Most startups are founded because a person or a group of people have a great idea. What they often neglect in this process is the culture of their startup. Particularly as they begin to grow. When utilized effectively, nothing drives culture better than the creation and repeated messaging of team values. Every meeting, every conversation, and most importantly, every decision should be grounded in team values. The constant repetition of those values will keep the team on track and help newbies acclimate in no time.

Michael Sonbert, founder & CEO of Skyrocket Education and Rebel Culture

Servant Leadership

Here are the leadership traits that successful entrepreneurs need to possess —  integrity, decisiveness, good judgment, the ability to form a vision and execute it, confidence in your own competence, etc. But, without the ability to be selfless, to put the needs and wants of others before your own, you will never get people to follow you to a place where they wouldn’t go to by themselves. One other important thing: Practice servant leadership. If you take care of your employees and customers or clients, profits will come. Don’t put profits before people.

Paul A. Dillon, founder of Dillon Consulting Services LLC


The most effective leadership is always able to foster a sense of shared purpose, and you can best accomplish this for your startup through accountability and self-awareness. There is a fear amongst many startup leaders that admitting to a mistake or to not knowing something will somehow diminish their standing with their teams.

However, a startup leader who owns their mistakes, admits to not knowing a subject, or defers to others on their team for their expertise, will not only create a shared sense of purpose but make themselves more approachable. In addition, through showcasing their own accountability they will make it less intimidating for their team to do the same. By practicing self-accountability and awareness, a leader can move towards their goals with their team and not just preach from above it.

Kevin Miller, SEO expert, angel investor & entrepreneur, kevinmiller.com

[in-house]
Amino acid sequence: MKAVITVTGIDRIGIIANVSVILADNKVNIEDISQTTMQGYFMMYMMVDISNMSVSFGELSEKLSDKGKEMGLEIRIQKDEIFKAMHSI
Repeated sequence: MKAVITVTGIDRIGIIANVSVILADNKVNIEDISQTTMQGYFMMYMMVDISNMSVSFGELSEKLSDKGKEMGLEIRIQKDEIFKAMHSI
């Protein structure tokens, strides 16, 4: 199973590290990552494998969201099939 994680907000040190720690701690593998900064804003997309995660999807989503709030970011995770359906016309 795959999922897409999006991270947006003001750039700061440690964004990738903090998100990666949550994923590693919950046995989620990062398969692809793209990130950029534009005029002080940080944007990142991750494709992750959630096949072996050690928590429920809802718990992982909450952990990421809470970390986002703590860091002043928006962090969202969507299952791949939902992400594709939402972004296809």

Having Ability to Admit Your Mistakes

Because of the volatile nature of a startup company, humility is quintessential to a leader’s success. A good leader knows he or she will be wrong in most decisions, and pivots will seemingly happen every week; being able to admit the faults in an idea, absorb new information, and make the decision to take the company in a new direction are extremely important actions. A good founder will put aside ego and do what’s right for the company, which will mean discarding even precious ideas or recognizing weaknesses and taking immediate action to patch these before the company suffers. Peers and subordinates will actually appreciate, not scoff at, a leader who can admit when they’re wrong. This also encourages team members to step up with new, perhaps contradictory information, which balances the company’s leadership and prevents authoritarian or narrow decision-making.

Matthew Schneider, founder & CEO of e-States.com

Trust But Verify

Leading Start-Up businesses can be a hectic challenge. The foundation of leadership for an entrepreneur whose startup that is heading toward success: Trust but verify! The business gains momentum, and it becomes difficult to do it all. You’ll need to bring in help and delegate tasks. Delegation requires trust… and trust requires verification. It’s how you build trust both ways.

Yes, patience and communication are also two very important pieces, but making sure tasks are completed and the business (and customer) is getting what it needs is paramount!

Megan Alarid, strategic business guide & leadership coach at Heightened Leaders


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Techniques for Effective Leadership in Startups